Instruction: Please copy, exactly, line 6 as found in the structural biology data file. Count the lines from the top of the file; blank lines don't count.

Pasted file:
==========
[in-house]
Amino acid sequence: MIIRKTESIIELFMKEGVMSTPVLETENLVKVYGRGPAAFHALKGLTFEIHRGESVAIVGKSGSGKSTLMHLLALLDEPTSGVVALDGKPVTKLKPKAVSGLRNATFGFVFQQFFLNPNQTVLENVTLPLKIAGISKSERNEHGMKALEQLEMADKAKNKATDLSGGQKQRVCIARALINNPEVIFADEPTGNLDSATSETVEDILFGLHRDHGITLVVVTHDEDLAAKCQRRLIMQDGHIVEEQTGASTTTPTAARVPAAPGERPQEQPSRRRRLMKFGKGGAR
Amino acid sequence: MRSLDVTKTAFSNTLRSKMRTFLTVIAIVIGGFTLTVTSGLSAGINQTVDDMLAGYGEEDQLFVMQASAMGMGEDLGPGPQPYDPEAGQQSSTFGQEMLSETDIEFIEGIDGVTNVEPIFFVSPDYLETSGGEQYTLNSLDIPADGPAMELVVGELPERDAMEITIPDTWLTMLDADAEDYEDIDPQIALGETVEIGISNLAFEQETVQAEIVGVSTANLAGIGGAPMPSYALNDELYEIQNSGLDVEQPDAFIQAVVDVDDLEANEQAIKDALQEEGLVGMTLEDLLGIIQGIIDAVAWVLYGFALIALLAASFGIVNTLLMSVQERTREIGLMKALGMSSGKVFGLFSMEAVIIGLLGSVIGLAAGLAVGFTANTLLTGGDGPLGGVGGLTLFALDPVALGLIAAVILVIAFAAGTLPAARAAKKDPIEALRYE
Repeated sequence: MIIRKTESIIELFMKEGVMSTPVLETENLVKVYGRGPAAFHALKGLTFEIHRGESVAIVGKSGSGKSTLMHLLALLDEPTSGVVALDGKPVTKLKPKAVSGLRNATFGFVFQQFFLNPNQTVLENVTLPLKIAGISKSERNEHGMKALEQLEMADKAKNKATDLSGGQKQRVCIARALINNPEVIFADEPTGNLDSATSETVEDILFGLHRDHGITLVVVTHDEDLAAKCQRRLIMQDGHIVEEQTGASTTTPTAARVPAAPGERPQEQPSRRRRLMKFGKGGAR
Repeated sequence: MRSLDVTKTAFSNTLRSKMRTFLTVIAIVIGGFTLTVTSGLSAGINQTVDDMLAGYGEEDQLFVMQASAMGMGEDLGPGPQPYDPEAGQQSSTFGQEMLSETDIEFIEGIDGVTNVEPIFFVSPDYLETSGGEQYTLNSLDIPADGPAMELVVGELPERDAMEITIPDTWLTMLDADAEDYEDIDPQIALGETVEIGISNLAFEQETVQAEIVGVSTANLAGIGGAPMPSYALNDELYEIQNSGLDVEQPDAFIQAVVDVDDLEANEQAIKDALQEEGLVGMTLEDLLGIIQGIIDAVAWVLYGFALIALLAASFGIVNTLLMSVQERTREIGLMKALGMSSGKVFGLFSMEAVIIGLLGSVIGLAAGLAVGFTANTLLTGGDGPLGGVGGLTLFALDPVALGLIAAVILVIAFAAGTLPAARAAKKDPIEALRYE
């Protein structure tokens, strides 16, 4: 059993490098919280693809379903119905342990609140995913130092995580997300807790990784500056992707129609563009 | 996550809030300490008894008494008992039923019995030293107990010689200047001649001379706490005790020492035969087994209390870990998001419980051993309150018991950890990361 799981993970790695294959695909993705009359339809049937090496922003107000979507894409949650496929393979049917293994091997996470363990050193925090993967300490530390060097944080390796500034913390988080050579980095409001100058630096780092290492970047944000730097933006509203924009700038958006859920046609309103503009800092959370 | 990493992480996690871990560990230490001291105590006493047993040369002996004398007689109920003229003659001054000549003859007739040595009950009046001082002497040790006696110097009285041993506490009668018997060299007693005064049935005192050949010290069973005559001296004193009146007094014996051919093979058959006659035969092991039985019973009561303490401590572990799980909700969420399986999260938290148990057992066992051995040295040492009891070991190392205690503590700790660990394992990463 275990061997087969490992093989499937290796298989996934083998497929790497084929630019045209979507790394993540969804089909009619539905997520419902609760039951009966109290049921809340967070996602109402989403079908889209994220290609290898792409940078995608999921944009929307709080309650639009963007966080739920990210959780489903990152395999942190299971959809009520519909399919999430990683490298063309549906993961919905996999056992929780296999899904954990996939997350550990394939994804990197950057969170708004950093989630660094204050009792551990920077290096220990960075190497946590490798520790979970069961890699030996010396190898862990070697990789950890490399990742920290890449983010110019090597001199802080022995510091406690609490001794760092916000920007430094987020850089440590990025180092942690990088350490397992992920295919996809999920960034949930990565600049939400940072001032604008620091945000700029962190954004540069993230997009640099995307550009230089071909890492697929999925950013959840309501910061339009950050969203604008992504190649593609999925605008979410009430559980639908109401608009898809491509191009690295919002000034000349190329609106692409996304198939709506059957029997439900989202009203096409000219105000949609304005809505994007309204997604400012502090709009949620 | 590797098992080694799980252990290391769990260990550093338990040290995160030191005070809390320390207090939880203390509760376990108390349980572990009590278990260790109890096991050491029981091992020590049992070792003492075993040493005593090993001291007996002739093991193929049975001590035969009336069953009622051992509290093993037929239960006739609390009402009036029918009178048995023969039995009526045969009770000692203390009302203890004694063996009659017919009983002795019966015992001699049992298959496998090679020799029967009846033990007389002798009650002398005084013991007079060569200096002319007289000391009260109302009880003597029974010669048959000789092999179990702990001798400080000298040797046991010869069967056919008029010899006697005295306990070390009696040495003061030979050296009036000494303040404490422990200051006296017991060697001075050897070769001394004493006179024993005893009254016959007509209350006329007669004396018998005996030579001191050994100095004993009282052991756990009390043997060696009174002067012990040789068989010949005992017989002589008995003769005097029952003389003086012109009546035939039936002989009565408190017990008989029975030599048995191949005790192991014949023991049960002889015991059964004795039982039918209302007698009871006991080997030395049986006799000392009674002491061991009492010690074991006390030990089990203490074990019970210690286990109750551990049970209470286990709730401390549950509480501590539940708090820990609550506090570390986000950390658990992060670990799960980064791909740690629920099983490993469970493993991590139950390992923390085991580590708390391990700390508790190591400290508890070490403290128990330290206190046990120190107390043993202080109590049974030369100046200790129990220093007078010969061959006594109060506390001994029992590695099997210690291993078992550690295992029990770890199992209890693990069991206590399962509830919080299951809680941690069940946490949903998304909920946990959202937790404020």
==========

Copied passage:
């Protein structure tokens, strides 16, 4: 059993490098919280693809379903119905342990609140995913130092995580997300807790990784500056992707129609563009 | 996550809030300490008894008494008992039923019995030293107990010689200047001649001379706490005790020492035969087994209390870990998001419980051993309150018991950890990361 799981993970790695294959695909993705009359339809049937090496922003107000979507894409949650496929393979049917293994091997996470363990050193925090993967300490530390060097944080390796500034913390988080050579980095409001100058630096780092290492970047944000730097933006509203924009700038958006859920046609309103503009800092959370 | 990493992480996690871990560990230490001291105590006493047993040369002996004398007689109920003229003659001054000549003859007739040595009950009046001082002497040790006696110097009285041993506490009668018997060299007693005064049935005192050949010290069973005559001296004193009146007094014996051919093979058959006659035969092991039985019973009561303490401590572990799980909700969420399986999260938290148990057992066992051995040295040492009891070991190392205690503590700790660990394992990463 275990061997087969490992093989499937290796298989996934083998497929790497084929630019045209979507790394993540969804089909009619539905997520419902609760039951009966109290049921809340967070996602109402989403079908889209994220290609290898792409940078995608999921944009929307709080309650639009963007966080739920990210959780489903990152395999942190299971959809009520519909399919999430990683490298063309549906993961919905996999056992929780296999899904954990996939997350550990394939994804990197950057969170708004950093989630660094204050009792551990920077290096220990960075190497946590490798520790979970069961890699030996010396190898862990070697990789950890490399990742920290890449983010110019090597001199802080022995510091406690609490001794760092916000920007430094987020850089440590990025180092942690990088350490397992992920295919996809999920960034949930990565600049939400940072001032604008620091945000700029962190954004540069993230997009640099995307550009230089071909890492697929999925950013959840309501910061339009950050969203604008992504190649593609999925605008979410009430559980639908109401608009898809491509191009690295919002000034000349190329609106692409996304198939709506059957029997439900989202009203096409000219105000949609304005809505994007309204997604400012502090709009949620 | 590797098992080694799980252990290391769990260990550093338990040290995160030191005070809390320390207090939880203390509760376990108390349980572990009590278990260790109890096991050491029981091992020590049992070792003492075993040493005593090993001291007996002739093991193929049975001590035969009336069953009622051992509290093993037929239960006739609390009402009036029918009178048995023969039995009526045969009770000692203390009302203890004694063996009659017919009983002795019966015992001699049992298959496998090679020799029967009846033990007389002798009650002398005084013991007079060569200096002319007289000391009260109302009880003597029974010669048959000789092999179990702990001798400080000298040797046991010869069967056919008029010899006697005295306990070390009696040495003061030979050296009036000494303040404490422990200051006296017991060697001075050897070769001394004493006179024993005893009254016959007509209350006329007669004396018998005996030579001191050994100095004993009282052991756990009390043997060696009174002067012990040789068989010949005992017989002589008995003769005097029952003389003086012109009546035939039936002989009565408190017990008989029975030599048995191949005790192991014949023991049960002889015991059964004795039982039918209302007698009871006991080997030395049986006799000392009674002491061991009492010690074991006390030990089990203490074990019970210690286990109750551990049970209470286990709730401390549950509480501590539940708090820990609550506090570390986000950390658990992060670990799960980064791909740690629920099983490993469970493993991590139950390992923390085991580590708390391990700390508790190591400290508890070490403290128990330290206190046990120190107390043993202080109590049974030369100046200790129990220093007078010969061959006594109060506390001994029992590695099997210690291993078992550690295992029990770890199992209890693990069991206590399962509830919080299951809680941690069940946490949903998304909920946990959202937790404020």